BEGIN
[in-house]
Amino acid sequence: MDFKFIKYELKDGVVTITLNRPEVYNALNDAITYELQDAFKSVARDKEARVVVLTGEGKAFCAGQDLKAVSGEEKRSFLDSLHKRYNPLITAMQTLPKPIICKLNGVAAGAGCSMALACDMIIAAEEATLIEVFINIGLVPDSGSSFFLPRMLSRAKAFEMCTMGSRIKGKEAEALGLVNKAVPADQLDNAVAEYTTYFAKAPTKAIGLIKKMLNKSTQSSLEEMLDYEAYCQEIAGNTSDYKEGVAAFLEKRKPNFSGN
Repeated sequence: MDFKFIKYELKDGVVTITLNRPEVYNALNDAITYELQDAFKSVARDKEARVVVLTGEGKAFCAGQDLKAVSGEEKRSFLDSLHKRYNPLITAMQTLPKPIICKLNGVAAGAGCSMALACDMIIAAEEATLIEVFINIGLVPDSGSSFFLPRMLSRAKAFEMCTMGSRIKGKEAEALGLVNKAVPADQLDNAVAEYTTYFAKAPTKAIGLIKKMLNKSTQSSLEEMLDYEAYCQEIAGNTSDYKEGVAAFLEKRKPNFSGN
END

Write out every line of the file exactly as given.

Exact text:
[in-house]
Amino acid sequence: MDFKFIKYELKDGVVTITLNRPEVYNALNDAITYELQDAFKSVARDKEARVVVLTGEGKAFCAGQDLKAVSGEEKRSFLDSLHKRYNPLITAMQTLPKPIICKLNGVAAGAGCSMALACDMIIAAEEATLIEVFINIGLVPDSGSSFFLPRMLSRAKAFEMCTMGSRIKGKEAEALGLVNKAVPADQLDNAVAEYTTYFAKAPTKAIGLIKKMLNKSTQSSLEEMLDYEAYCQEIAGNTSDYKEGVAAFLEKRKPNFSGN
Repeated sequence: MDFKFIKYELKDGVVTITLNRPEVYNALNDAITYELQDAFKSVARDKEARVVVLTGEGKAFCAGQDLKAVSGEEKRSFLDSLHKRYNPLITAMQTLPKPIICKLNGVAAGAGCSMALACDMIIAAEEATLIEVFINIGLVPDSGSSFFLPRMLSRAKAFEMCTMGSRIKGKEAEALGLVNKAVPADQLDNAVAEYTTYFAKAPTKAIGLIKKMLNKSTQSSLEEMLDYEAYCQEIAGNTSDYKEGVAAFLEKRKPNFSGN